A code red fire danger has been declared in Victoria for the first time in almost a decade, while crews in South Australia yesterday battled more than 45 fires.
Six people have died since last month in massive bushfires burning in New South Wales and Queensland. More than 500 houses have been destroyed.
On Tuesday much of Sydney was blanketed by smoke haze from the bushfires pushing air quality beyond "hazardous" levels in the city's north-west, the northern tablelands and the north-west slopes.
Authorities warned today that air quality in parts of the city had reached "hazardous" levels for the second time this week, as bushfires continue to ravage New South Wales.
The city has been shrouded in thick smoke with landmarks like the Harbour Bridge, Opera House and Sydney Tower barely visible.
Children, the elderly and those with heart and lung conditions were warned to stay inside.
The smoky haze is the result of about 50 bushfires burning in the state's north, and is expected to remain until this evening.
The bushfire threat has spread to Victoria, where emergency services are warning people in parts of the state's north to consider evacuating their homes.
The 'code red' alert has been declared for the Mallee and Northern Country regions. It is the highest possible rating on the state's fire danger scale, and is the equivalent to the 'catastrophic' fire rating in other states. The last time a Code Red Day was declared in Victoria was over two days in January 2010.
Country Fire Authority (CFA) chief officer Steve Warrington warned people in the named districts, which include the cities of Swan Hill, Bendigo and Shepparton, to prepare for the worst. People on rural properties with high fire risks should travel to safer areas, such as regional city centres, he said.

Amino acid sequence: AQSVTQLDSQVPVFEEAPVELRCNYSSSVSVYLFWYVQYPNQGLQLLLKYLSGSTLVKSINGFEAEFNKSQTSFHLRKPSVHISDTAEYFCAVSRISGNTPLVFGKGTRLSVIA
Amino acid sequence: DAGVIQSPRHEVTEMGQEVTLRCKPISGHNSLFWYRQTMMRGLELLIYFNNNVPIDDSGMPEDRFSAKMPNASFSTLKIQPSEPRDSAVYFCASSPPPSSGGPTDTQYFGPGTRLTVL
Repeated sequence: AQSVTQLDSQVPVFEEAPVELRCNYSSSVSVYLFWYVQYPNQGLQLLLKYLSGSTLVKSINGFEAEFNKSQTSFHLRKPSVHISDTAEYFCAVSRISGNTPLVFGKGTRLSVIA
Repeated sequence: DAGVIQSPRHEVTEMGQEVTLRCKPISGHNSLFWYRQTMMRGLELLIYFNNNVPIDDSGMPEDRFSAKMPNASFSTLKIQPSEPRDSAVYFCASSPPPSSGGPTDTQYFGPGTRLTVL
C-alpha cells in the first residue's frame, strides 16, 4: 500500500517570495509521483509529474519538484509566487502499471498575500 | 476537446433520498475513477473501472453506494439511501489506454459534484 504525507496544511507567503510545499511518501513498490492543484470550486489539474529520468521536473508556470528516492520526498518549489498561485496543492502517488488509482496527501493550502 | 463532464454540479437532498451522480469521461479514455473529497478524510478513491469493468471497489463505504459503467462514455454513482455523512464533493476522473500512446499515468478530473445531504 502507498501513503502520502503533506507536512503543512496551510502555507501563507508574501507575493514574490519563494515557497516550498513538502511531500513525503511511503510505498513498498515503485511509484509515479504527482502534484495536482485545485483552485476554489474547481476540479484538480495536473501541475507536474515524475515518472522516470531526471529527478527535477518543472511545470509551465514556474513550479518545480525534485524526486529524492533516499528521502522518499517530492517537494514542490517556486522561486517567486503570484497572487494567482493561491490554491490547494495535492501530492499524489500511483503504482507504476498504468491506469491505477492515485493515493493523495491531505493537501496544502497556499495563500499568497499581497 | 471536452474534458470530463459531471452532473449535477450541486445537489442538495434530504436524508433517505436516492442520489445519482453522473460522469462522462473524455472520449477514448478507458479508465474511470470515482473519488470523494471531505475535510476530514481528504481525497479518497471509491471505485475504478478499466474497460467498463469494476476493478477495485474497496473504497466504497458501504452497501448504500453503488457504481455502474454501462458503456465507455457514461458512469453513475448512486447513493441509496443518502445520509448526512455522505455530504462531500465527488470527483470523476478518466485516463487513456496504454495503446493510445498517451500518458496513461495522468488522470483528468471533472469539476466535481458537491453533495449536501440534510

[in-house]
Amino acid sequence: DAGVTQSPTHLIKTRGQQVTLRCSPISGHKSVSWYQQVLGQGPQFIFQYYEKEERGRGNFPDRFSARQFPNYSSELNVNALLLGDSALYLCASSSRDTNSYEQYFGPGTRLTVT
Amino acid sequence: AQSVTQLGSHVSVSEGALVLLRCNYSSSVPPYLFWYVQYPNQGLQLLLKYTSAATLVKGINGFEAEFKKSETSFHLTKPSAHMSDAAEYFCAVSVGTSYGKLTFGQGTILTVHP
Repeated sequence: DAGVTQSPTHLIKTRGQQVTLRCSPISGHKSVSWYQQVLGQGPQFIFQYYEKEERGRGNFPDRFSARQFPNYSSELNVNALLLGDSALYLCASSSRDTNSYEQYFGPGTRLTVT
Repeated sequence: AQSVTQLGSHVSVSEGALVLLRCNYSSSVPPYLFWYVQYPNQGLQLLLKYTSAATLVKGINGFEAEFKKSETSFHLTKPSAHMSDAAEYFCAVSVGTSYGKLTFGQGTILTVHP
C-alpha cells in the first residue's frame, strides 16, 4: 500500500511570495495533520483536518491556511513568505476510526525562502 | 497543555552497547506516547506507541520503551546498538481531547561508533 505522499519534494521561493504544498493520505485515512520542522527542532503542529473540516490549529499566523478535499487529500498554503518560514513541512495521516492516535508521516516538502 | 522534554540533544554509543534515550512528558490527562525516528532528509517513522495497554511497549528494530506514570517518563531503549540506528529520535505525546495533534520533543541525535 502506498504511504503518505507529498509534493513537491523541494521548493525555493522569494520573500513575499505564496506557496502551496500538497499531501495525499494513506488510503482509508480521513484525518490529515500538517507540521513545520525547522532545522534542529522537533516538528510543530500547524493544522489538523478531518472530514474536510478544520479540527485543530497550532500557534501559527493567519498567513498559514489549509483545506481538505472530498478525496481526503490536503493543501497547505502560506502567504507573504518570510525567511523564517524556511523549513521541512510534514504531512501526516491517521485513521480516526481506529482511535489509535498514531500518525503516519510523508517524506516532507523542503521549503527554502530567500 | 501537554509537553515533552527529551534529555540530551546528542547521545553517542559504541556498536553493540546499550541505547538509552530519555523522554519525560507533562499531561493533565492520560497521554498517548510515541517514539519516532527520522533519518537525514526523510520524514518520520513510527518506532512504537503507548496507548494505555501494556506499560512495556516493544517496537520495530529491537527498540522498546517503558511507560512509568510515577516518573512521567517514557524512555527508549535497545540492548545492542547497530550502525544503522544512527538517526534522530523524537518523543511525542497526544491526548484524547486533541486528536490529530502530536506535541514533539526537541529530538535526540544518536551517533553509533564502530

"What are you going to do if there is a fire," Mr Warrington said.
"We are saying do not be there, do not be there when a fire occurs, because you will not survive if you are there'."
Almost 50 schools in north-west Victoria are closing for the day, with dozens of early childhood services and preschools to also remain shut.
Most parts of Victoria reached the mid-to-high 30s on Wednesday, and today Melbourne is forecast to reach 39C. But the Bureau of Meteorology said the heat would be shortlived and there would be a dramatic temperature drop of 15 to 20 degrees in an hour.
Country Fire Service (CFS) battled more than 45 fires across South Australia on Wednesday in catastrophic conditions and record November heat, with reports of at least one home lost on the lower Yorke Peninsula.
A team was on the way to Yorke Peninsula to assess losses from the Yorketown fire which, according to an incident controller, has blackened about 4000 hectares.
A fire at Stansbury Road in Yorketown was burning out of control and posed a threat to people directly in its path.
Temperatures soared across South Australia yesterday with more than a dozen locations recording November temperature records.
Strong winds also led to catastrophic conditions being declared in several regions including the Mid North, Kangaroo Island and the Mount Lofty Ranges.
An emergency warning has been issued for a fire burning out of control towards Edithburgh, on the Lower Eyre Peninsula, but the CFS said conditions were continually changing.
More than 6000 properties across the state remain without power - including almost 600 customers on the Yorke Peninsula.
Adelaide reached 41.6C at 4:21pm, below the West Terrace weather station record of 42.7C, set in 1962.
Bureau of Meteorology forecaster Mark Anolak said a cool change was sweeping slowly through South Australia.
The fire warning has been upgraded to severe around Australia's capital Canberra.
Air tankers have been positioned in Canberra with winds of up to 65km expected.